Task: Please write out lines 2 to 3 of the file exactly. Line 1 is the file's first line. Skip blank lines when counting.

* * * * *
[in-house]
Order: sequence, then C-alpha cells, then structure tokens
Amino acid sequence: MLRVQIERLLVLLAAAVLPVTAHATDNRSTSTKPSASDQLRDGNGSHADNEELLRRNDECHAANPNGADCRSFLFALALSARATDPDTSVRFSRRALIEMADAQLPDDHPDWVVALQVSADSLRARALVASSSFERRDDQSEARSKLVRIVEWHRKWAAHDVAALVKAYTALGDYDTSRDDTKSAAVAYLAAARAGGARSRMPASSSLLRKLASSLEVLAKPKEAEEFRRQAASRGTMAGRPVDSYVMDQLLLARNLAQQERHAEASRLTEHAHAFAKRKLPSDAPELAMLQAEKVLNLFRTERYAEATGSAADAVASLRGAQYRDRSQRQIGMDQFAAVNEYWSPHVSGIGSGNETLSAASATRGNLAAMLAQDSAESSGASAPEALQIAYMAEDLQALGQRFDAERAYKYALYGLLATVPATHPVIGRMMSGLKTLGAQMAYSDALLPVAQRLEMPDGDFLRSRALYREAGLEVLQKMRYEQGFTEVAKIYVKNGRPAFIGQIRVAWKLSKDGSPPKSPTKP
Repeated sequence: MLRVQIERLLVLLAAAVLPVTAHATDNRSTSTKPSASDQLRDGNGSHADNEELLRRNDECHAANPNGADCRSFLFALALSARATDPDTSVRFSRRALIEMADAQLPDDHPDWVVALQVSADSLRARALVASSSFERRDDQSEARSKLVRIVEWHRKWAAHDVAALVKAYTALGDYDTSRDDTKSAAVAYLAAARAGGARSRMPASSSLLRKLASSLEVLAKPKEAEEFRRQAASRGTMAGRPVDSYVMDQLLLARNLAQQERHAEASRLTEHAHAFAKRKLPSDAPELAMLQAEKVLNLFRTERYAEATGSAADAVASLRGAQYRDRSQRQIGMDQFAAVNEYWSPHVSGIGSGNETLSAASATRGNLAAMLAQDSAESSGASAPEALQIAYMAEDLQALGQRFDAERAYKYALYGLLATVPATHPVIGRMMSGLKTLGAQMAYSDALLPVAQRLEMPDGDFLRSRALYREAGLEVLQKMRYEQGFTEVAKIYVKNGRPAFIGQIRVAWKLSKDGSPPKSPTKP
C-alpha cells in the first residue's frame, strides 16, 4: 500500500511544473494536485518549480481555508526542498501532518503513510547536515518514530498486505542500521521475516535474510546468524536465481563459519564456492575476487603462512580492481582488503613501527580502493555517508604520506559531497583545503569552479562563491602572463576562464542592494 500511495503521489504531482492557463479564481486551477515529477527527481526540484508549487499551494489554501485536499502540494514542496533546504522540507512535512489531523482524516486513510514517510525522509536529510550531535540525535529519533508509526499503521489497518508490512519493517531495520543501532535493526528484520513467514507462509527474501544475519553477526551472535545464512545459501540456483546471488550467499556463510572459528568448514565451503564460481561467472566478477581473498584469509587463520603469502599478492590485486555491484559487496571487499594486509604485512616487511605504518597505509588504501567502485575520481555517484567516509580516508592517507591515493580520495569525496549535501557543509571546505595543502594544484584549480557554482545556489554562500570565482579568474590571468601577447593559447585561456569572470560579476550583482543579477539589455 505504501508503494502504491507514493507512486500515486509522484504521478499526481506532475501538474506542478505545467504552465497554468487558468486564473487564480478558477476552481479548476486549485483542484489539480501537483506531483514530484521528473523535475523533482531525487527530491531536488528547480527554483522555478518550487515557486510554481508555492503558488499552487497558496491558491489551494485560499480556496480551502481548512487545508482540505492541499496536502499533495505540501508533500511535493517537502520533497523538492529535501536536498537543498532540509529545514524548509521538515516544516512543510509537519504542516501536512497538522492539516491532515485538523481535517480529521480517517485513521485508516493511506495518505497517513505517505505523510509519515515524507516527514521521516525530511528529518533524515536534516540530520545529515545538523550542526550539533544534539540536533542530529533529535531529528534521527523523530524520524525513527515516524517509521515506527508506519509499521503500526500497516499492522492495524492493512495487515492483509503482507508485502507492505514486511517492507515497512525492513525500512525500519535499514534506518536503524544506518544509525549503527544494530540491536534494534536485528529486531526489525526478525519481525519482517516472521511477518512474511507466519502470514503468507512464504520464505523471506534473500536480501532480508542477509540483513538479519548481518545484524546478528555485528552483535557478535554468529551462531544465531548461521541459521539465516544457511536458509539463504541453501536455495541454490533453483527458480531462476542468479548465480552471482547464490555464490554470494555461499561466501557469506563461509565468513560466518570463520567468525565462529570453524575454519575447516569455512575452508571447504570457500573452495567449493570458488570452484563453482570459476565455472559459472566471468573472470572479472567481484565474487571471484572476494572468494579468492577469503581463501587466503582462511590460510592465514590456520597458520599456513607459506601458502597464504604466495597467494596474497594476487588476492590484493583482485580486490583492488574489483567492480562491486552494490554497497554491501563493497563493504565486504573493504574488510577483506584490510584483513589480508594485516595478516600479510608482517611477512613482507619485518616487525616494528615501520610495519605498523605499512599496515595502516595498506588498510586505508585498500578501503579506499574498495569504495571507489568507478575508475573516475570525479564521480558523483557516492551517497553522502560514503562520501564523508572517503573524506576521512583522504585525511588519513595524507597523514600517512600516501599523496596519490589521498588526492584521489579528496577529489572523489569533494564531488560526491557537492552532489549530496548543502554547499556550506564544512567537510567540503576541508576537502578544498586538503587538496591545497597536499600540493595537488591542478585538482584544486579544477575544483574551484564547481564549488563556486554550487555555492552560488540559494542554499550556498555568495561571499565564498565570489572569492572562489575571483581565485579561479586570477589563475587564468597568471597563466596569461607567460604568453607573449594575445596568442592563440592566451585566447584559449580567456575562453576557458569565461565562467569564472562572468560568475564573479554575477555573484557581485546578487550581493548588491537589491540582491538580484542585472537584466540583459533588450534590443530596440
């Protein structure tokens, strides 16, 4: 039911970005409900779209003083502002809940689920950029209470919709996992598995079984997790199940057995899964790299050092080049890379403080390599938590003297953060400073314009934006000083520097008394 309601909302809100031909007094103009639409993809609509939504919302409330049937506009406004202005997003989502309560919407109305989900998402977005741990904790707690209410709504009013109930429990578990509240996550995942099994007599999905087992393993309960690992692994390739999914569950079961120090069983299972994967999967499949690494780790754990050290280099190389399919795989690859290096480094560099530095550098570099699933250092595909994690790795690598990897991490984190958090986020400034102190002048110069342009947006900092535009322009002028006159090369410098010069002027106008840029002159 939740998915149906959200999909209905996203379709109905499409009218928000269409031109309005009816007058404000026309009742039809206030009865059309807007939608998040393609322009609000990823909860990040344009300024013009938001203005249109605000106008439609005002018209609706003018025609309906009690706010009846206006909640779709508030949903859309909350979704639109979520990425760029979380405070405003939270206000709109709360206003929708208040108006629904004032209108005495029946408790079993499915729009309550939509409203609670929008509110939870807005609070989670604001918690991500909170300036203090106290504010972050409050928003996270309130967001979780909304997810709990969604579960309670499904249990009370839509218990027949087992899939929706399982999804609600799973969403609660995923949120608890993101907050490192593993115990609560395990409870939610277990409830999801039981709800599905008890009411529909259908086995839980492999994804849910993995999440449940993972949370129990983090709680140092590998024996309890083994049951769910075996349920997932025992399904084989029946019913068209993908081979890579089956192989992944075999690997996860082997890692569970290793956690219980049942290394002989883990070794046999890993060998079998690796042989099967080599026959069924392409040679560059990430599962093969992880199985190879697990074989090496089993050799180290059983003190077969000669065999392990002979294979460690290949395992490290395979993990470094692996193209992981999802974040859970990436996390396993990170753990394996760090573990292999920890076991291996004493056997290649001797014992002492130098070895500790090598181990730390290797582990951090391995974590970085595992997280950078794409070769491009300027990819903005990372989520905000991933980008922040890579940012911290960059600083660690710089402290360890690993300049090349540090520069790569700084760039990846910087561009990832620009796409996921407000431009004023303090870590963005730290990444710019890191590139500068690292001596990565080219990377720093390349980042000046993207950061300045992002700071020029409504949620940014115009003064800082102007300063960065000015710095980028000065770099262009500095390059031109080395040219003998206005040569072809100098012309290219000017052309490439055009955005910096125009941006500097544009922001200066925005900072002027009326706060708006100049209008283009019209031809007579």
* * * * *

Order: sequence, then C-alpha cells, then structure tokens
Amino acid sequence: MLRVQIERLLVLLAAAVLPVTAHATDNRSTSTKPSASDQLRDGNGSHADNEELLRRNDECHAANPNGADCRSFLFALALSARATDPDTSVRFSRRALIEMADAQLPDDHPDWVVALQVSADSLRARALVASSSFERRDDQSEARSKLVRIVEWHRKWAAHDVAALVKAYTALGDYDTSRDDTKSAAVAYLAAARAGGARSRMPASSSLLRKLASSLEVLAKPKEAEEFRRQAASRGTMAGRPVDSYVMDQLLLARNLAQQERHAEASRLTEHAHAFAKRKLPSDAPELAMLQAEKVLNLFRTERYAEATGSAADAVASLRGAQYRDRSQRQIGMDQFAAVNEYWSPHVSGIGSGNETLSAASATRGNLAAMLAQDSAESSGASAPEALQIAYMAEDLQALGQRFDAERAYKYALYGLLATVPATHPVIGRMMSGLKTLGAQMAYSDALLPVAQRLEMPDGDFLRSRALYREAGLEVLQKMRYEQGFTEVAKIYVKNGRPAFIGQIRVAWKLSKDGSPPKSPTKP